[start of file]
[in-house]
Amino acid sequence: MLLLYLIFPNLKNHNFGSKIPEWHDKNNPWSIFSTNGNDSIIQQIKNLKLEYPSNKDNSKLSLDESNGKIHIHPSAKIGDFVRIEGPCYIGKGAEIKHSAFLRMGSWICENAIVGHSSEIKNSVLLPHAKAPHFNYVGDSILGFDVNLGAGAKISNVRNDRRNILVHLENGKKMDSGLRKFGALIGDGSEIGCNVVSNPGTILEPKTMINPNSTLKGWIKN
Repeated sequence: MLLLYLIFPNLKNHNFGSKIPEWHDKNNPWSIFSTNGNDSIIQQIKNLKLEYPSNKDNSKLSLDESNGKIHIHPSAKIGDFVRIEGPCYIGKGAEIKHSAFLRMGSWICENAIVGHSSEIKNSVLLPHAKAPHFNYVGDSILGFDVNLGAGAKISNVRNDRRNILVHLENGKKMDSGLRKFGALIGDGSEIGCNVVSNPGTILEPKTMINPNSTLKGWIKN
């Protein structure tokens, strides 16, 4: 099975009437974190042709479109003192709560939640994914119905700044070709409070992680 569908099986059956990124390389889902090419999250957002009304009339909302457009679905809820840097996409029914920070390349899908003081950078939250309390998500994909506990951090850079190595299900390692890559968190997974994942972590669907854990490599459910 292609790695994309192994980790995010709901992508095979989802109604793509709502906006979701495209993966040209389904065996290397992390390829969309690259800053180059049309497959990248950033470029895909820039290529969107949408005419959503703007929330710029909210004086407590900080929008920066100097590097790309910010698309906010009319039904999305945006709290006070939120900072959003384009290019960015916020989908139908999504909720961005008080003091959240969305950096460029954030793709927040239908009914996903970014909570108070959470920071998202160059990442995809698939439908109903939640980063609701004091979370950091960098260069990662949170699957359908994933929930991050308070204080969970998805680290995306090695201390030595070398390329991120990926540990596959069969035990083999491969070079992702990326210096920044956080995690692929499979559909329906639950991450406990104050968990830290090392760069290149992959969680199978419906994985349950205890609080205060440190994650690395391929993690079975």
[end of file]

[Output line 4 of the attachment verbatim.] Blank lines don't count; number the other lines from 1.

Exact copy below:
């Protein structure tokens, strides 16, 4: 099975009437974190042709479109003192709560939640994914119905700044070709409070992680 569908099986059956990124390389889902090419999250957002009304009339909302457009679905809820840097996409029914920070390349899908003081950078939250309390998500994909506990951090850079190595299900390692890559968190997974994942972590669907854990490599459910 292609790695994309192994980790995010709901992508095979989802109604793509709502906006979701495209993966040209389904065996290397992390390829969309690259800053180059049309497959990248950033470029895909820039290529969107949408005419959503703007929330710029909210004086407590900080929008920066100097590097790309910010698309906010009319039904999305945006709290006070939120900072959003384009290019960015916020989908139908999504909720961005008080003091959240969305950096460029954030793709927040239908009914996903970014909570108070959470920071998202160059990442995809698939439908109903939640980063609701004091979370950091960098260069990662949170699957359908994933929930991050308070204080969970998805680290995306090695201390030595070398390329991120990926540990596959069969035990083999491969070079992702990326210096920044956080995690692929499979559909329906639950991450406990104050968990830290090392760069290149992959969680199978419906994985349950205890609080205060440190994650690395391929993690079975």